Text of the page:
Other things to consider: This figures to be the most interesting first round matchup in either conference. Steve Nash and Kobe Bryant may well finish 1-2 in MVP voting but they play completely different games. Phoenix is not a physical team and does not have a lot of shotblocking, so Bryant can attack the paint at will, scoring easy baskets and making a lot of trips to the free throw line. That will get Phoenix in foul trouble and the Lakers in the bonus early, providing more scoring opportunities for Kobe’s teammates. The games figure to be high scoring and close. L.A. Coach Phil Jackson has never lost a first round series. If the games are close at the end, look for Bryant to be switched on to Nash defensively to disrupt his rhythm and make it more difficult for him to advance the ball up the court and see the passing angles; this is a favorite Jackson tactic dating back to putting Michael Jordan or Scottie Pippen on smaller guards such as Mark Price, Mark Jackson and John Stockton during the playoffs. The biggest problem for L.A. is their propensity this season to mess up close games at the end with mental errors or soft play. If the Lakers lose it will be because of a poorly thrown inbounds pass, a lob to Kwame Brown that should be a dunk but becomes a turnover or a mental lapse on defense that allows a cutter to score an easy basket. After the Lakers lost in Cleveland in this fashion, Bryant said, “Maybe we’re slow learners” but insisted that the team would learn from its mistakes. Now is a golden opportunity for the Lakers to prove that they have done just that.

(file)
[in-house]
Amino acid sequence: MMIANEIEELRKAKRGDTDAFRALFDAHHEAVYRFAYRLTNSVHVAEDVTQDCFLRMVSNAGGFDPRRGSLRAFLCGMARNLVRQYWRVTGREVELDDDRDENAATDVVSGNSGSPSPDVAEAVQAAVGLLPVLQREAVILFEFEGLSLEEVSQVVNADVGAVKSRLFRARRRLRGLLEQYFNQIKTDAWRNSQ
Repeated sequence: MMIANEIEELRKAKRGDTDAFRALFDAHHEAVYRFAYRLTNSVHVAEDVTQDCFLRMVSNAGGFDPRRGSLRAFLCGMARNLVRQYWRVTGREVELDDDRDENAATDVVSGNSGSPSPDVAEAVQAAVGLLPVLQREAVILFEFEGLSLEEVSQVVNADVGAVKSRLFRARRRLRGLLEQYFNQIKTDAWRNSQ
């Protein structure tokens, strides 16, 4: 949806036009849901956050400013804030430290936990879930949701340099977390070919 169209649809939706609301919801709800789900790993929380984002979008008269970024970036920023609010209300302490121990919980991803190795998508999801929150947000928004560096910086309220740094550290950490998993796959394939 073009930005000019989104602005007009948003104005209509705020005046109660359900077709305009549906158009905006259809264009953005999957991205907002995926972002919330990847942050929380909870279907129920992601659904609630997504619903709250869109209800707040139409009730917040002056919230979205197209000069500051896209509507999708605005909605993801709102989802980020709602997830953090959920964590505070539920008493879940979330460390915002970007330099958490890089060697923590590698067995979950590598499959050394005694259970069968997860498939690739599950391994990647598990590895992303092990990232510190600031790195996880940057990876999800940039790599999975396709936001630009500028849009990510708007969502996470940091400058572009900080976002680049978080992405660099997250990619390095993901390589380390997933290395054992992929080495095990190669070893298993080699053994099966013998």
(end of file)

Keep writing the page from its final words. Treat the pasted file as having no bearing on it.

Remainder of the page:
#3 Denver (44-38) vs. #6 Los Angeles Clippers (47-35)

Denver can win if…Marcus Camby has a monster series—meaning 10-plus rpg and 3 or 4 blocks per game—Carmelo Anthony averages at least 26 ppg, the Nuggets get high energy play from Kenyon Martin, Ruben Patterson and Reggie Evans and Sam Cassell is rendered ineffective due to injuries or foul trouble.

Los Angeles will win because…Sam Cassell is a clutch playoff performer who will have the ball in his hands down the stretch of close games, Elton Brand will be a difficult matchup for Denver’s frontcourt players because they are better at weakside shotblocking than they are at guarding strong postup players one on one and, if the series goes the distance, L.A. has home court advantage and will play game seven at Staples Center.